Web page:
As Pennsylvania moves toward offering real money sports wagering, the Gaming Control Board has approved temporary rules for the industry. The board has been working on new regulations for sports betting since the state legalized the option through a 2017 gaming expansion law.
With the passage of the gaming expansion law last year, sports betting was approved for legalization in Pennsylvania, if the United States Supreme Court opened the door via a New Jersey court case. SCOTUS did just that on May 14 by striking down the Professional and Amateur Sports Protection Act. Since that time, the board has been working steadily to put regulations in place so wagering can begin.
The rules approved by the board include a requirement that all casinos providing sports betting must hire a third-party monitor. This monitor will ensure the integrity of sports wagering operations. A spokesman for the board, Douglas Harbach, stated that integrity monitors are commonplace in other areas, such as Nevada and Europe.
There is no set timeline as to when sports betting will be live in the state but yesterday’s meeting of the Board helps to keep the ball rolling. Harbach said that information on what types of sports contests will be open for legal wagering could be released next month.
Penn State requests delay
As the Board revealed their regulations, Penn State President Eric Barron sent a letter to the board requesting that in-state college sports games betting be prohibited for a two-year time frame as the new sports gambling regulations are put into place. In the letter, Barron said that the new regulations wording could make student-athletes susceptible to game-fixing, more so than the professional leagues.
Barron wrote: “Sources looking to influence or gain an unfair advantage in wagering on collegiate sporting events occurring in Pennsylvania will be overwhelmingly ‘local’ to Pennsylvania. Limiting the ability of such local parties to place wagers on Pennsylvania college and university athletic events, at least during this two-year temporary period, will substantially reduce the likelihood of issues arising before our institutions can put into place policies and procedures with sports wagering on their athletic contests.”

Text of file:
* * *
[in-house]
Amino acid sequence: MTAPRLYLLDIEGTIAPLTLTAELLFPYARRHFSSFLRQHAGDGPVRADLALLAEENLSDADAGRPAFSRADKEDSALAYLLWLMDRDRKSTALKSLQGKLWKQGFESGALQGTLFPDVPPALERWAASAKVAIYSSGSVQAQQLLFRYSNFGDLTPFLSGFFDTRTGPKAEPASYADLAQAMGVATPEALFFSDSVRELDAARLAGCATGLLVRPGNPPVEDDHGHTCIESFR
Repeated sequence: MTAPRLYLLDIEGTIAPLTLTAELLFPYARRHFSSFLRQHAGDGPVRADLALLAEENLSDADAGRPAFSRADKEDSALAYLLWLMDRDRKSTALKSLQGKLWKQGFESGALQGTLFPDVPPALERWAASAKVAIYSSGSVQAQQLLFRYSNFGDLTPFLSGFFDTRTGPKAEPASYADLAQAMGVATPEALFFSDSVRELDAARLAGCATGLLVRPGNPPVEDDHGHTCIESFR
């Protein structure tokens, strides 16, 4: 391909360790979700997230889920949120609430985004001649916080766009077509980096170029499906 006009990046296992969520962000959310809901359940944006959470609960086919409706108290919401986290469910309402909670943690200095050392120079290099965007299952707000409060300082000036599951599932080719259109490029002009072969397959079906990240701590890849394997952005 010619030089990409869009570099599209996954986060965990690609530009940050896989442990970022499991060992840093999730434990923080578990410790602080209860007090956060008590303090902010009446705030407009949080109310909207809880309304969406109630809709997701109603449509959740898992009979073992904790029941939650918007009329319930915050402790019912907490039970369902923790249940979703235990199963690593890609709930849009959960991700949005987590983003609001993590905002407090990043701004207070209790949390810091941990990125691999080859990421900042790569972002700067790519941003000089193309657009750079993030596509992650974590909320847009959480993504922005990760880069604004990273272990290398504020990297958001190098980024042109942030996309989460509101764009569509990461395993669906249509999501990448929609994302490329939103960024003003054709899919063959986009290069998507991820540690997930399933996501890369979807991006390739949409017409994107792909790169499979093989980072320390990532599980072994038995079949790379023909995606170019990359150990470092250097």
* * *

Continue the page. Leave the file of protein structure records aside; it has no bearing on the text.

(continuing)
Several others have also written letters to the board about the regulations, including the University of Pittsburgh. Heather Lyke, the athletic director for Pitt, did not ask for restrictions like Barron. Instead, she requested that so-called “impact fees” be paid to the institution to cover financial costs that sports betting will add to the university’s budget.
According to Lyke, the university will need to enhance both education and compliance efforts for sports betting. Additional staff will most likely have to be hired for that purpose, and the university will have to coordinate their efforts with the NCAA as well as its athletic conference.
The board should reveal more information about the sports betting industry for Pennsylvania in coming weeks. Once live, Pennsylvania will join the ranks of Delaware and New Jersey, both of which recently launched sports betting services.